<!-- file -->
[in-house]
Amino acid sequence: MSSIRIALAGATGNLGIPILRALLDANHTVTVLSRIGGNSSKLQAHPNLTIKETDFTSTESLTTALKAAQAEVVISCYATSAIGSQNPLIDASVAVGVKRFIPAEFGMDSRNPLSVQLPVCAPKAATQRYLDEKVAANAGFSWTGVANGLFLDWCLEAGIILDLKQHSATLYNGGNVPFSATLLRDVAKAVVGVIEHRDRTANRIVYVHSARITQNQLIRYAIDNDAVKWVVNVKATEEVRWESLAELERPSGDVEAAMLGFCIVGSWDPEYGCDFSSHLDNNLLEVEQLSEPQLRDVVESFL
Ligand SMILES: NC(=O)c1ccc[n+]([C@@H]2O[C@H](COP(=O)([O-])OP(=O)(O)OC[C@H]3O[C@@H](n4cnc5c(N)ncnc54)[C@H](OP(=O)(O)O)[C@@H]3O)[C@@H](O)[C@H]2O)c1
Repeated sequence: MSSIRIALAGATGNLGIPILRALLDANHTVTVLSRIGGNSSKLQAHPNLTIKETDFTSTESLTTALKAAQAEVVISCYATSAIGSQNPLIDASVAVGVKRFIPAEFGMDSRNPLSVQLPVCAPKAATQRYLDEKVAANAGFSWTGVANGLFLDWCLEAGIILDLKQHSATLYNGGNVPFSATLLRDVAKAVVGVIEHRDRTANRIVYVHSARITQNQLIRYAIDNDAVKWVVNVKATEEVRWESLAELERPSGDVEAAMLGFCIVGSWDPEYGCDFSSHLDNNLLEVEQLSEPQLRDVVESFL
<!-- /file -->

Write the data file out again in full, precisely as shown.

[in-house]
Amino acid sequence: MSSIRIALAGATGNLGIPILRALLDANHTVTVLSRIGGNSSKLQAHPNLTIKETDFTSTESLTTALKAAQAEVVISCYATSAIGSQNPLIDASVAVGVKRFIPAEFGMDSRNPLSVQLPVCAPKAATQRYLDEKVAANAGFSWTGVANGLFLDWCLEAGIILDLKQHSATLYNGGNVPFSATLLRDVAKAVVGVIEHRDRTANRIVYVHSARITQNQLIRYAIDNDAVKWVVNVKATEEVRWESLAELERPSGDVEAAMLGFCIVGSWDPEYGCDFSSHLDNNLLEVEQLSEPQLRDVVESFL
Ligand SMILES: NC(=O)c1ccc[n+]([C@@H]2O[C@H](COP(=O)([O-])OP(=O)(O)OC[C@H]3O[C@@H](n4cnc5c(N)ncnc54)[C@H](OP(=O)(O)O)[C@@H]3O)[C@@H](O)[C@H]2O)c1
Repeated sequence: MSSIRIALAGATGNLGIPILRALLDANHTVTVLSRIGGNSSKLQAHPNLTIKETDFTSTESLTTALKAAQAEVVISCYATSAIGSQNPLIDASVAVGVKRFIPAEFGMDSRNPLSVQLPVCAPKAATQRYLDEKVAANAGFSWTGVANGLFLDWCLEAGIILDLKQHSATLYNGGNVPFSATLLRDVAKAVVGVIEHRDRTANRIVYVHSARITQNQLIRYAIDNDAVKWVVNVKATEEVRWESLAELERPSGDVEAAMLGFCIVGSWDPEYGCDFSSHLDNNLLEVEQLSEPQLRDVVESFL